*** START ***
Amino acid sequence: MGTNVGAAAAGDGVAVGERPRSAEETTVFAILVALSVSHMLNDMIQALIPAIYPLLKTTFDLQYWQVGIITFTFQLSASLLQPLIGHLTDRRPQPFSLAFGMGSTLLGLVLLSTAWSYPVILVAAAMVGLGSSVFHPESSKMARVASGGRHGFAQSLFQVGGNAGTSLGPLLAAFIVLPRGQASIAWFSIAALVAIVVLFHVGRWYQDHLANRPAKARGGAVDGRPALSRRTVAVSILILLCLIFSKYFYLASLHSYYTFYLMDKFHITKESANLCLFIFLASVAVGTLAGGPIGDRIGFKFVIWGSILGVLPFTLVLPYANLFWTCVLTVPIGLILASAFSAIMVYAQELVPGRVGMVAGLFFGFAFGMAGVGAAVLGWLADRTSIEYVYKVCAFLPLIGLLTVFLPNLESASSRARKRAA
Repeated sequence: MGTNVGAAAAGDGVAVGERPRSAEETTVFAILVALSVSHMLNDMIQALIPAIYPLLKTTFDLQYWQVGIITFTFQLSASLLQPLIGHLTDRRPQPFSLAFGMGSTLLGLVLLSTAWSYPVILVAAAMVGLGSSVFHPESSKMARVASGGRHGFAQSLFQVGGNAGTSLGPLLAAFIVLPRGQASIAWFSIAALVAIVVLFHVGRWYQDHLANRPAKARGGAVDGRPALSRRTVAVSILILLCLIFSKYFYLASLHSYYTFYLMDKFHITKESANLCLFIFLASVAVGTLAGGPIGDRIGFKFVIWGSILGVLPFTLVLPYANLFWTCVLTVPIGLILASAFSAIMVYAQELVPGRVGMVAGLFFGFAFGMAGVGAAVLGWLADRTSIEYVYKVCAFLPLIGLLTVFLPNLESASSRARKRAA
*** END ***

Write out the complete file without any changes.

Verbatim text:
Amino acid sequence: MGTNVGAAAAGDGVAVGERPRSAEETTVFAILVALSVSHMLNDMIQALIPAIYPLLKTTFDLQYWQVGIITFTFQLSASLLQPLIGHLTDRRPQPFSLAFGMGSTLLGLVLLSTAWSYPVILVAAAMVGLGSSVFHPESSKMARVASGGRHGFAQSLFQVGGNAGTSLGPLLAAFIVLPRGQASIAWFSIAALVAIVVLFHVGRWYQDHLANRPAKARGGAVDGRPALSRRTVAVSILILLCLIFSKYFYLASLHSYYTFYLMDKFHITKESANLCLFIFLASVAVGTLAGGPIGDRIGFKFVIWGSILGVLPFTLVLPYANLFWTCVLTVPIGLILASAFSAIMVYAQELVPGRVGMVAGLFFGFAFGMAGVGAAVLGWLADRTSIEYVYKVCAFLPLIGLLTVFLPNLESASSRARKRAA
Repeated sequence: MGTNVGAAAAGDGVAVGERPRSAEETTVFAILVALSVSHMLNDMIQALIPAIYPLLKTTFDLQYWQVGIITFTFQLSASLLQPLIGHLTDRRPQPFSLAFGMGSTLLGLVLLSTAWSYPVILVAAAMVGLGSSVFHPESSKMARVASGGRHGFAQSLFQVGGNAGTSLGPLLAAFIVLPRGQASIAWFSIAALVAIVVLFHVGRWYQDHLANRPAKARGGAVDGRPALSRRTVAVSILILLCLIFSKYFYLASLHSYYTFYLMDKFHITKESANLCLFIFLASVAVGTLAGGPIGDRIGFKFVIWGSILGVLPFTLVLPYANLFWTCVLTVPIGLILASAFSAIMVYAQELVPGRVGMVAGLFFGFAFGMAGVGAAVLGWLADRTSIEYVYKVCAFLPLIGLLTVFLPNLESASSRARKRAA